Monday, June 8, 2009

Let Them Eat Cake

The near-west-siders at Our Lady Queen of Peace Parish are to be thanked and praised by all Madisonians, particularly those who are followers of the Roman Catholic religion. When the leader of their flock, a vain and fatuous man, abruptly pulled the plug on the Catholic Multicultural Center on the south side, the 27-hundred families of Queen of Peace Parish stepped up and said “not so fast”. As the less fortunate of our community prayed for an intervention, Bobby-boy was in Rome, dining on the finest meats and cheeses the Vatican could offer.

I suspect there was more than a little pushback when Bobby Morlino suddenly cut the Multicultural Center off at the ankles a few days ago. This so-called shepherd, who would have built a multi-million-dollar cathedral in his honor had not common sense prevailed, got a big lesson in what Madison is all about.

My wife, a lapsed Italian Catholic who endured 12 years of parochial education in south suburban Chicago (Holy Ghost and Mother Seton Academy), was incensed when she heard the news. “How can he do that to those people!!” she yelled at the TV when the news broke. “One of the fundamental missions of the Catholic Church is to help the poor!!!” she instructed me.

My former broadcasting colleague Luis Montoto, who runs La Movida, the Spanish station of the local Mid-West Family Broadcast Group, rushed to the south side on hearing the news and said “what can I do to help?”.

Now, there’s a Catholic. What can I do to help.

Luis’s wife, Lupita, who works with him at La Movida radio, learned to speak English at the Catholic Multicultural Center.

Those of us who enjoy the good life in Madison probably don’t spend much time thinking about how tough life is here for so many of our neighbors. We dine on a forty-dollar steak at a fancy restaurant, and pay a one-night tab that would feed a hungry family for a week.

Apparently, the good people at Queen of Peace understand the mission of the Catholic church a bit better than their local leader, and they’ve got the ball rolling to re-open the Multicultural Center and help the hundreds of families who count on it for the basic necessities of life. They’re putting their money where their faith is, and reminding Bishop Morlino what the church is supposed to be about.

Spreading the gospel, administering the sacraments, and helping the poor. That’s what my late father, an Irish Roman Catholic, told me the Catholic church was all about. Apparently the good Catholics at Queen of Peace have a similar understanding. Thank you.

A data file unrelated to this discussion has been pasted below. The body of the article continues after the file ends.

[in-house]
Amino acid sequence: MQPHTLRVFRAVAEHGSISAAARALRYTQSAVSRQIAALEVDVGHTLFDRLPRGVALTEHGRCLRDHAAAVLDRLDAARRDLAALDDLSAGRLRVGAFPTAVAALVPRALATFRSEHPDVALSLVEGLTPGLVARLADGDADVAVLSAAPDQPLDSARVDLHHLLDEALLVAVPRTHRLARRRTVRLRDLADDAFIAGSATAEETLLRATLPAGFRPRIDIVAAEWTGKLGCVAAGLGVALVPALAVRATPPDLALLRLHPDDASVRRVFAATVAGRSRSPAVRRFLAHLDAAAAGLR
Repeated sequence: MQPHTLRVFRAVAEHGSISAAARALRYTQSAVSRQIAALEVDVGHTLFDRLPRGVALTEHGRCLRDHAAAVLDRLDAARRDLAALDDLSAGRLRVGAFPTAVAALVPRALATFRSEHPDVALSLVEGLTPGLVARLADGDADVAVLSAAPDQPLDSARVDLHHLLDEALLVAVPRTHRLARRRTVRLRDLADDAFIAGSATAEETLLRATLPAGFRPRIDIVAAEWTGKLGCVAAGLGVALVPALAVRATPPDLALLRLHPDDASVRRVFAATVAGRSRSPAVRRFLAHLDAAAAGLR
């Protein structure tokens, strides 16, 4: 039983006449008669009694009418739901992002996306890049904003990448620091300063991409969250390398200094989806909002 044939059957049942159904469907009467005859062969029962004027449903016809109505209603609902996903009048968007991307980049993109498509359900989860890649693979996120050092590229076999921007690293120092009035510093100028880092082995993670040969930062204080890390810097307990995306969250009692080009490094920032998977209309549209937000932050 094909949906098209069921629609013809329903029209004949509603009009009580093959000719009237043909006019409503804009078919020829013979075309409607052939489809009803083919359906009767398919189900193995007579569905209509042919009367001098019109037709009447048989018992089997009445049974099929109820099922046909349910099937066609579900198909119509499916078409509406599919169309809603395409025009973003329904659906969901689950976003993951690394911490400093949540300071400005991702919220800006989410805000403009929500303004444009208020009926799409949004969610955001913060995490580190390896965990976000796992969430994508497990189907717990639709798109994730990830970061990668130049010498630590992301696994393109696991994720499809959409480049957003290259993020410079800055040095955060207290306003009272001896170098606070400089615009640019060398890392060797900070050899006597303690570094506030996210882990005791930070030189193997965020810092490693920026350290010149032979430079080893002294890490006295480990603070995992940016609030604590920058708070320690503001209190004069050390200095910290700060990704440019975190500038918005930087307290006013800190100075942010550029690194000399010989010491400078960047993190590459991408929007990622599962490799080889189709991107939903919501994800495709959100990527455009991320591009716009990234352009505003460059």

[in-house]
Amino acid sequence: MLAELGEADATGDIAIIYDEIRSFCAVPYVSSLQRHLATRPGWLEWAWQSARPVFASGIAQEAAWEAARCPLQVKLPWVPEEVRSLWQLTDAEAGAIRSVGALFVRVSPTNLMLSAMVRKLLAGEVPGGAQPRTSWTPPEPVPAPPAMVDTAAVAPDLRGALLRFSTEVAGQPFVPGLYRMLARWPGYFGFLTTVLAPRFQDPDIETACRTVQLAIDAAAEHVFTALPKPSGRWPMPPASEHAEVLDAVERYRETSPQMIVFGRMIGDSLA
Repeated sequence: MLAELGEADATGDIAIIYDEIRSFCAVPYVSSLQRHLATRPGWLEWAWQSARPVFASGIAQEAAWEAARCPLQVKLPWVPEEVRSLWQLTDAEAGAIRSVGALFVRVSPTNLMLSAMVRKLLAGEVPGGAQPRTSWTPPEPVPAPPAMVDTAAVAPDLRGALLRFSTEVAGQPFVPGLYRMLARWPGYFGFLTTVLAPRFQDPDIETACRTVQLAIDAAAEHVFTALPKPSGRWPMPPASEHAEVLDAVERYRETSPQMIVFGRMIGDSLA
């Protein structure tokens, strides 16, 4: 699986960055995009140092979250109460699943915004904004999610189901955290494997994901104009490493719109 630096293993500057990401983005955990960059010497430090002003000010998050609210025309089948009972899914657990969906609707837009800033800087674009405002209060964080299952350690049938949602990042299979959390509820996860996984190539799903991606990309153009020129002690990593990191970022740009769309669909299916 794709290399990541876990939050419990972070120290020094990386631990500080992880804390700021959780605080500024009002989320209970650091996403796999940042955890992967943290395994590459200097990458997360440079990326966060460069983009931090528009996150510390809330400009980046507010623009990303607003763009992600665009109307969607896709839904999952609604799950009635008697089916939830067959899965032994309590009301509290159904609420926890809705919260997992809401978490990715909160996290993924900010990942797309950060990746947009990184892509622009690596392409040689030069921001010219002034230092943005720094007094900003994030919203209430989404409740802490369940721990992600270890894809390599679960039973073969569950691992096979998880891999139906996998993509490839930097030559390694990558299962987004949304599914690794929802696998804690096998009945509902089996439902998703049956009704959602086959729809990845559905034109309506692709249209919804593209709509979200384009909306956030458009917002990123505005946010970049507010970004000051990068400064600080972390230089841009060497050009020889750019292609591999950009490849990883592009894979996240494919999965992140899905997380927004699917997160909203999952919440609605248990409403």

1. Well, speaking of what it means to be "Catholic," Mr. Morrissey may wish to consult the Catechism of the Catholic Church paragraph 2477 which states, "Respect for the reputation of persons forbids every attitude and word likely to cause them unjust injury. He becomes guilty ...of rash judgment who, even tacitly, assumes as true, without sufficient foundation, the moral fault of a neighbor." The gravity of such an offense is increased if the victim of such rash judgment has a greater dignity, such as a bishop.

    For a well-rounded understanding of these events, Mr. Morressey and others may wish to consult the Diocese of Madison's published information on this incident which is posted on their home web page for the world to see. It is linked below.

    Furthermore, caring for the poor is NOT the PRIMARY mission of the INSTITUTIONAL Church. The PRIMARY mission of the INSTITUTIONAL Church is the providing the sacraments and teaching the faith. Caring for the poor is the task of ALL Christians and falls primarily to the laity. While the sacraments and preaching the gospel are the PRIMARY duties of the INSTITUTIONAL Church, caring for the poor is certainly a proper means of doing this "without words," but not an essential means for the INSTITUTIONAL Church, especially when the absence of practical resources make it impossible for the INSTITUTIONAL Church.

    When times are difficult, the INSTITUTIONAL Church must properly prioritize and call upon the laity to fulfill their mission of caring for the poor with all the POSSIBLE help and assistance of the INSTITUTIONAL Church.

    So yes, praise God for the people of Our Lady Queen of Peace parish who heard the call of the Holy Spirit in this regard and have responded generously. In the words of Bishop Morlino, we should all be "deeply appreciative." And may we ALL, especially us laity, help them in this laudable effort.

    The Diocese' FAQ:

  2. Mr. Huff and Puff Anonymous seems to think bishops cannot be called out for being vain and fatuous and intimating that the poor can eat their missals. If he were to believe that, he would be wrong.

    I think the bish's mitre is too tight.

  3. Thank you for the comment, anonymous. Mr. Morrissey, who is a heathen, stands by every word he wrote, and concurs with Hieronymous.


  4. A great many people are mistaken in believing that Bishop Morlino WANTS the center to be closed. It is also a mistake to think that the good Catholic faithful are defying their Bishop in striving to keep the center open.

    The simple facts are:
    1) It is the people's job to run a charity in the first place. The diocese should be administrating churches and training priests.

    2) The diocese does not have enough money to continue the center with a paid staff.

    3) The diocese is still contributing some funds to assist the center, which is now being run by independent volunteers.

    Mr. Morrissey is correct in praising the good Catholics of Queen of Peace, and we all should help. We should never have let the Diocesan offices to do our charity for us in the first place.